On May 28th, 2019, I saw Ellen on the NBC Nightly News speaking about suffering child sexual abuse as a 15-year-old teen by her stepfather. It was the second story I had listened to this week about someone sharing their experiences, but I will talk about that brave soul in another piece.
I was unable to listen to the entire show, but this morning on my tablet I was able to go back and listen to what she shared. Each story a survivor share is filled with details that can inform others who pay attention, and it is in those details that we learn how abusers operate and manipulate.
Maybe it is just something that I do, but when I read cases or hear stories about victims it is the what was done that draws my attention. Not the details of the abuse, all such things tend to fall into specific categories, but the processes and procedures that a predator uses to abuse.
First, I want to thank Ellen for her bravery and passion as a survivor and advocate, because she has a platform that enables her to inspire and educate millions. The more that we, survivors of child sexual abuse, share our stories and experiences, the more that is revealed about how it was done and its impact. I applaud Ellen for repeatedly sharing her story, subjecting herself to reliving that nightmare and trauma, and being an example to all survivors.
If you are able to watch Ellen’s interview with David Letterman, then I encourage you to watch and listen closely to her message. All I had to go on was the audio podcast of the news, but the following is what resonated with me.
Ellen was abused at age 15 by her stepfather, and the abuse happened when her mother was in a battle with breast cancer. He suggested that he should check Ellen’s breasts as if such was a sign of a loving father figure, but he isn’t the only predator we have learned used a medical procedure to mask molestation. How many doctors in recent years have used such to prey on women and children? Not only did Ellen’s stepfather use an emotionally vulnerable time for her, considering her mother’s condition, but he sought to use her sexually to meet his sexual needs since her mother was sick.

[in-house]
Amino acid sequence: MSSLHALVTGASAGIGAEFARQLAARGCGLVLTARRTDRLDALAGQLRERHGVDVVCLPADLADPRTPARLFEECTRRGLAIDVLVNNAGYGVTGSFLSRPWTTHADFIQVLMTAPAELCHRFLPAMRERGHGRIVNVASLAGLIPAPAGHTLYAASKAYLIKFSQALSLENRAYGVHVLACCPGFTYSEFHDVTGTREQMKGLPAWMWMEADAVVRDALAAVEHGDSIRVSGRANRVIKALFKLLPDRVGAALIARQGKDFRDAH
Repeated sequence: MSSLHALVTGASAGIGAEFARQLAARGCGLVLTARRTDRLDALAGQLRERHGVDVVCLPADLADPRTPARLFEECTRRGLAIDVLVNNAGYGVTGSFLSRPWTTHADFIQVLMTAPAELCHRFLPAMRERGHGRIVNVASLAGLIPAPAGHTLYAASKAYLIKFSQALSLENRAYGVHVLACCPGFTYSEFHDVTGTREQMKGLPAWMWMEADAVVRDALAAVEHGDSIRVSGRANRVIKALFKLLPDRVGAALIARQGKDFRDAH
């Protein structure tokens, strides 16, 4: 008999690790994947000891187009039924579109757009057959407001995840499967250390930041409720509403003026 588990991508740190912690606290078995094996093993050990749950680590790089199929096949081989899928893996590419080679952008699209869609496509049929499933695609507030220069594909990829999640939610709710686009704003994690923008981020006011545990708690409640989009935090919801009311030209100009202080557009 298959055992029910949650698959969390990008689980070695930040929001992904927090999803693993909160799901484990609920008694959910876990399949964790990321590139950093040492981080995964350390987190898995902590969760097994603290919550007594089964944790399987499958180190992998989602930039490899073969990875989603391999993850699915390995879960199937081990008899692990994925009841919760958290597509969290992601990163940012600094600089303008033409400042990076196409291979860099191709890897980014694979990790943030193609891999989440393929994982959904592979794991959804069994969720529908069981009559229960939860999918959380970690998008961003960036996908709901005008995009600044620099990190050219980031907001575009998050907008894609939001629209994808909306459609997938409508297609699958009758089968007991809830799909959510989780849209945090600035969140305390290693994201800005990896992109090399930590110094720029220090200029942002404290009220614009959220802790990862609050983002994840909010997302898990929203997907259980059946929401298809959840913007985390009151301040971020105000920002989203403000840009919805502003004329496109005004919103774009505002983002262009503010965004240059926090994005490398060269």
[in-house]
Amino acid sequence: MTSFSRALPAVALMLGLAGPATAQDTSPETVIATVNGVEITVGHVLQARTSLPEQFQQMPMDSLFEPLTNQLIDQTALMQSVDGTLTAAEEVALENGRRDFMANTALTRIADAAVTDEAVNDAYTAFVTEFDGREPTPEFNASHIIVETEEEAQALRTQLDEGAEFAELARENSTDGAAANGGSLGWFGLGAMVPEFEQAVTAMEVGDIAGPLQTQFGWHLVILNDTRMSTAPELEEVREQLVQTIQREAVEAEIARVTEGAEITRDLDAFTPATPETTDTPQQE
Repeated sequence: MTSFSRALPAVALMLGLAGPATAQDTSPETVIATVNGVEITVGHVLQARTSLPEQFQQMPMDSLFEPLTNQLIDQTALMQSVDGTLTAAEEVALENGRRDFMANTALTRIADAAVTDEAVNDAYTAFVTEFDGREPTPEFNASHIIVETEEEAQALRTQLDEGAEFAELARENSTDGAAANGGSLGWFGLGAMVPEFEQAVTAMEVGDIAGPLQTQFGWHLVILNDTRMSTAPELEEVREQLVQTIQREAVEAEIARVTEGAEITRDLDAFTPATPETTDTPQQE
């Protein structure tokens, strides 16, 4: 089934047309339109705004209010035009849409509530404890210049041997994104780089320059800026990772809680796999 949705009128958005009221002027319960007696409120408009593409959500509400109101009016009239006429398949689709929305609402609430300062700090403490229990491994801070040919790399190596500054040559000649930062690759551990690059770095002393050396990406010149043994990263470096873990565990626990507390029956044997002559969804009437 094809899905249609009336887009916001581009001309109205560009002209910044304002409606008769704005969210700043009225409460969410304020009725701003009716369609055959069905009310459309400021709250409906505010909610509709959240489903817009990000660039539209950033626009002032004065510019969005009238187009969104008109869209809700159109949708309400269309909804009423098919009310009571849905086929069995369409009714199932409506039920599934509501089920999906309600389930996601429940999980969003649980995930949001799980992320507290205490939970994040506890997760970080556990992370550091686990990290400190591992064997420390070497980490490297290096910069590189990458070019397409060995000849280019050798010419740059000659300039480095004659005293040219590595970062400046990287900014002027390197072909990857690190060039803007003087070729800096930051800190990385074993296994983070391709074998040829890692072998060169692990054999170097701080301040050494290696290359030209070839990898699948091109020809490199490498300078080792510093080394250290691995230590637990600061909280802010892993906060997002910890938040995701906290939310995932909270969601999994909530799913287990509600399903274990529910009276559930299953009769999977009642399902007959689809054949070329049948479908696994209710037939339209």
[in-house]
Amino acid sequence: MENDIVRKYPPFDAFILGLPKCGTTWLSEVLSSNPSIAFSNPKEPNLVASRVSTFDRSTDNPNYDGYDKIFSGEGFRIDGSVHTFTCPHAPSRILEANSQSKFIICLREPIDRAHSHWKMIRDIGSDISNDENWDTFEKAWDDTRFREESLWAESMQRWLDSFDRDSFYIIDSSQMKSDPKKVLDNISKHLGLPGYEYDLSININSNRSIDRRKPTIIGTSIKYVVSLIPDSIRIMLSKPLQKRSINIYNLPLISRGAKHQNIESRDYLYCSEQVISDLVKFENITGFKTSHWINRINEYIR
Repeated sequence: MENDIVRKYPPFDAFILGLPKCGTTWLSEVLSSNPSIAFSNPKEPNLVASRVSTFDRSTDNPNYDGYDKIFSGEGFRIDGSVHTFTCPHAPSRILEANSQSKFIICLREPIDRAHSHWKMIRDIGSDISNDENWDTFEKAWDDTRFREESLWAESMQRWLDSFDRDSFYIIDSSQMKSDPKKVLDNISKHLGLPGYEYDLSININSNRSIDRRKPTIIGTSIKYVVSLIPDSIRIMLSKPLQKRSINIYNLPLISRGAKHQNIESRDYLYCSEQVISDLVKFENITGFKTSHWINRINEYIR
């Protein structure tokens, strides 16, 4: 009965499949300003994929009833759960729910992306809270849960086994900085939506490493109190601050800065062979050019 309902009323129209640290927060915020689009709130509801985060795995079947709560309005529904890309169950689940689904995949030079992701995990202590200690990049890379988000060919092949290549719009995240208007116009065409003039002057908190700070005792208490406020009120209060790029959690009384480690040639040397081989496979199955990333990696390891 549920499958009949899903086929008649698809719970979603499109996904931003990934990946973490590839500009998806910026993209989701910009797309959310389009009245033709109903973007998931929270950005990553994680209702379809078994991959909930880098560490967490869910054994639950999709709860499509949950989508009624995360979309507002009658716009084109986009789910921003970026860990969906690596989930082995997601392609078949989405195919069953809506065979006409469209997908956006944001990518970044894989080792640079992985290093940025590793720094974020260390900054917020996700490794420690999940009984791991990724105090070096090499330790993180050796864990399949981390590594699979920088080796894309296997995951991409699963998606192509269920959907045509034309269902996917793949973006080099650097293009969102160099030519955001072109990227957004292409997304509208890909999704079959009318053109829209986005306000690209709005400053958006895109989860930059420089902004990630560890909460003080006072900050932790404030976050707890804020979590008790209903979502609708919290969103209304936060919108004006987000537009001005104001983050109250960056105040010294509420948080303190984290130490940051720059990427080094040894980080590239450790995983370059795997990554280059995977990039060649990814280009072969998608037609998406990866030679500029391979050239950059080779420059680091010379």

I am happy that Ellen was able to flee the situation, even if he did repeatedly approach her in the same fashion, but it breaks my heart to hear of yet another victim that was not believed when they shared. Ellen’s mother didn’t believe her, stayed with her abuser for another 18 years until the changing stories he offered finally lead her to see the truth. Ellen had been telling the truth all along, but by the time she realized it, Ellen had been alienated by the one person she needed most to hear her. Her mom.
Ellen has expressed her anger regarding the way victims are accused of making this kind of thing up, and studies of abuse survivors show how rare it is for the abuse to be untrue. In those cases, the children are often manipulated by a parent or other offender into saying what they do to others. Who would ever want to make such a thing up, after all, and endure what we have in an effort to end the abuse and break free of that prison?
Thank you, Ellen, for giving all child sex abuse survivors a voice, and helping the world better understand what victims face simply to be heard. Please join me in praising her for doing what she didn’t have to do because even as a grown woman the retelling of such things is never easy.